How Hong Kong became a fencing powerhouse and cheered up a city
HONG KONG: Hong Kong is one of the smaller Asian Games teams by population, but when it comes to fencing the city is a regional heavyweight with ambitious medal hopes.
Edgar Cheung won gold at the COVID-delayed Tokyo Games two years ago - Hong Kong's first Olympic fencing title and first Olympic gold in any sport in a quarter of a century.
It turned Cheung into a celebrity overnight and prompted parents across the Chinese territory of 7.5 million people to rush and sign their children up for fencing classes.
Cheung's historic win in the foil competition was a much-needed dose of good news for a city mired in social unrest and pandemic gloom at the time.
With more funding and public attention as a result, Cheung and his teammates now hope to stamp their mark on the Asian Games in Hangzhou when they open on Saturday.
Despite a strong record at recent editions, including eight medals in the sport in 2018, Hong Kong is yet to win fencing gold at the Asian Games.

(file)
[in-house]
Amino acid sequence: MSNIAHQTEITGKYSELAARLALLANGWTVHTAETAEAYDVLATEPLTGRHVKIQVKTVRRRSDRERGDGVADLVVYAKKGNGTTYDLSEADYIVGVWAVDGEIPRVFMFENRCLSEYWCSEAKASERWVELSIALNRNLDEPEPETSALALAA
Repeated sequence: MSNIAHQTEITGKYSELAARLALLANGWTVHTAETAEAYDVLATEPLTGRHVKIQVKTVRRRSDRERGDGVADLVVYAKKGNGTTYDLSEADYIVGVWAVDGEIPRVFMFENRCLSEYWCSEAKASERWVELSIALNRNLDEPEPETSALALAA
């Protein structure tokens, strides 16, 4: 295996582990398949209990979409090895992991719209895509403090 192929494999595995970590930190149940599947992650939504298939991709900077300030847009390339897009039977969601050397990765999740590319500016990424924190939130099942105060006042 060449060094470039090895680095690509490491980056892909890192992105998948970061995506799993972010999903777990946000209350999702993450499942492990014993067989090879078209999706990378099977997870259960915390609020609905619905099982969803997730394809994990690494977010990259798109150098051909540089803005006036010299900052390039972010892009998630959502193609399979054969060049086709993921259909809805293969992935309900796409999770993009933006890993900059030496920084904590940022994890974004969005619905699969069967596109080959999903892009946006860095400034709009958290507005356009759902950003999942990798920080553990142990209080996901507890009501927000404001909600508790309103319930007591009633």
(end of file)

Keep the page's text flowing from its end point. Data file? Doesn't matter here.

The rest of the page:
"No matter for individual or team events, I hope we can (win gold at last)," the softly spoken Cheung, 26, said.
The city will have 24 fencers, 12 women and 12 men, at the Games.
Another gold-medal contender is 29-year-old Vivian Kong, who is ranked number two in the world in women's epee.
There is also Ryan Choi, who along with Cheung was part of the Hong Kong team that won bronze in the men's team foil at the world championships in July.
Cheung said the Hong Kong team have "improved greatly" since the 2018 Games in Jakarta.
The left-hander, who has recovered from a recent wrist injury, told AFP he wanted to "prove to our competitors they need to beware of us".
Fencing in the city stretches back decades, to when Hong Kong was a British colony, with its amateur fencing